My husband got word that his unit would soon deploy for 12 months. Upon becoming licensed foster parents our hope was to take in a newborn. And as much as I longed for a baby and welcomed the challenge, I didn’t know the first thing about them; that was my husband’s expertise and I was depending on him for guidance. When I learned of the deployment the questions and what if’s came: what if he leaves before we are placed with a baby, do I still take one in? How can I take care of a newborn by myself when I know nothing – and I mean nothing – about them? Can I do this by myself while I’m working full-time? Should I wait until he gets home, even if that is a year away? What if we miss the opportunity to take in a child? Was it so stupid of me to even try this with our military lifestyle, what was I thinking!? My mind was in a constant state of anxiety, and the worries, oh the worries, swirled inside my head like a tornado, never ceasing. Each day more unanswered questions plagued me and I felt like my body could go into a panic attack at any moment.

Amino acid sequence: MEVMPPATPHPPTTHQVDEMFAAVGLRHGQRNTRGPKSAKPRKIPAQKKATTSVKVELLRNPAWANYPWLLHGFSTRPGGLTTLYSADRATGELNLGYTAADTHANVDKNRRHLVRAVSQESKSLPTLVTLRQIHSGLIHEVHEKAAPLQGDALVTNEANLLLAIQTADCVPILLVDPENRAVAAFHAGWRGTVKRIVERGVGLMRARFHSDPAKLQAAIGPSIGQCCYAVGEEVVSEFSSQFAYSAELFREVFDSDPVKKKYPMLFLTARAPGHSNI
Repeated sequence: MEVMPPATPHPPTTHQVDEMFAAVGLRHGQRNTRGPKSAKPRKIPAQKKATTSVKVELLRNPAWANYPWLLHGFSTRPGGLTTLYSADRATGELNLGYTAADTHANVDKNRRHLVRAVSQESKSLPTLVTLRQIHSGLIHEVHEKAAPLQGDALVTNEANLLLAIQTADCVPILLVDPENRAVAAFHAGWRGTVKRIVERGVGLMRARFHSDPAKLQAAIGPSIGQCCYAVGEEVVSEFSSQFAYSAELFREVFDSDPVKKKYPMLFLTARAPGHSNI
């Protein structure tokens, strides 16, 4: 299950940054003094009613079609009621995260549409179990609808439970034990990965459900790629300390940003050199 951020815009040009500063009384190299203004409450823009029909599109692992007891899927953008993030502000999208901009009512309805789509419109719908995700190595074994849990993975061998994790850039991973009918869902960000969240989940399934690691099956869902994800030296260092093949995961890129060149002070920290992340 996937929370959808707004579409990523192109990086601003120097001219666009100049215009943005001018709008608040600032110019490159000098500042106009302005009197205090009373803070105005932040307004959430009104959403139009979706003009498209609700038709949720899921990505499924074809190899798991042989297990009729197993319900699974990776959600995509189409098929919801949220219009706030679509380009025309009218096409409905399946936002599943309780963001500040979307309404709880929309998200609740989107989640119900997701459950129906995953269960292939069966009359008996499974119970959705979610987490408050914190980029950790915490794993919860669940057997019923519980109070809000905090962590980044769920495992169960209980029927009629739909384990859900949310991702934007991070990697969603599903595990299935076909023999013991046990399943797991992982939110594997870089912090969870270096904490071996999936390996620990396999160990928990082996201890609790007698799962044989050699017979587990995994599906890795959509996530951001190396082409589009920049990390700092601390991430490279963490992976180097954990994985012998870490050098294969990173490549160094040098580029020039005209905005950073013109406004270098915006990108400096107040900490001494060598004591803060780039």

The tornado persisted, then one day I read something that was a game changer for me. In his talk titled, “Faith—the Choice Is Yours” by Richard C. Edgley, a General Authority of the Church of Jesus Christ of Latter-Day Saints, he said, “Choose faith over doubt, choose faith over fear, choose faith over the unknown and the unseen, and choose faith over pessimism.”

That struck something inside me. I knew faith was an action; you showed your faith by what you did, like praying to God, following His commandments, and serving His children. But never had I really looked at it as an intentional choice; a choice made in my mind and my heart, every day – every moment – in spite of the doubt, the fear, and the pessimism that paralyzed me.